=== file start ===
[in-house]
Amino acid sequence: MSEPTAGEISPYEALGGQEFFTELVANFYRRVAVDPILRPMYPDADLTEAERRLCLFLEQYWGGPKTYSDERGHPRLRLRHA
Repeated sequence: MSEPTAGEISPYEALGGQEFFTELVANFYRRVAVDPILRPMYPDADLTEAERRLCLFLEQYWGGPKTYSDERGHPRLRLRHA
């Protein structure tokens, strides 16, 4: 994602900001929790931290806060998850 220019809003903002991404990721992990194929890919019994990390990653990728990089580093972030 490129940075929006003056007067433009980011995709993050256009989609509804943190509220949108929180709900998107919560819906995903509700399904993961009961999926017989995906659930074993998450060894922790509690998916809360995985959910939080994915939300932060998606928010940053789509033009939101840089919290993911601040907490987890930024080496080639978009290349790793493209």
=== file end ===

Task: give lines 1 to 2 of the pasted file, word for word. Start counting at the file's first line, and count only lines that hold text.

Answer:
[in-house]
Amino acid sequence: MSEPTAGEISPYEALGGQEFFTELVANFYRRVAVDPILRPMYPDADLTEAERRLCLFLEQYWGGPKTYSDERGHPRLRLRHA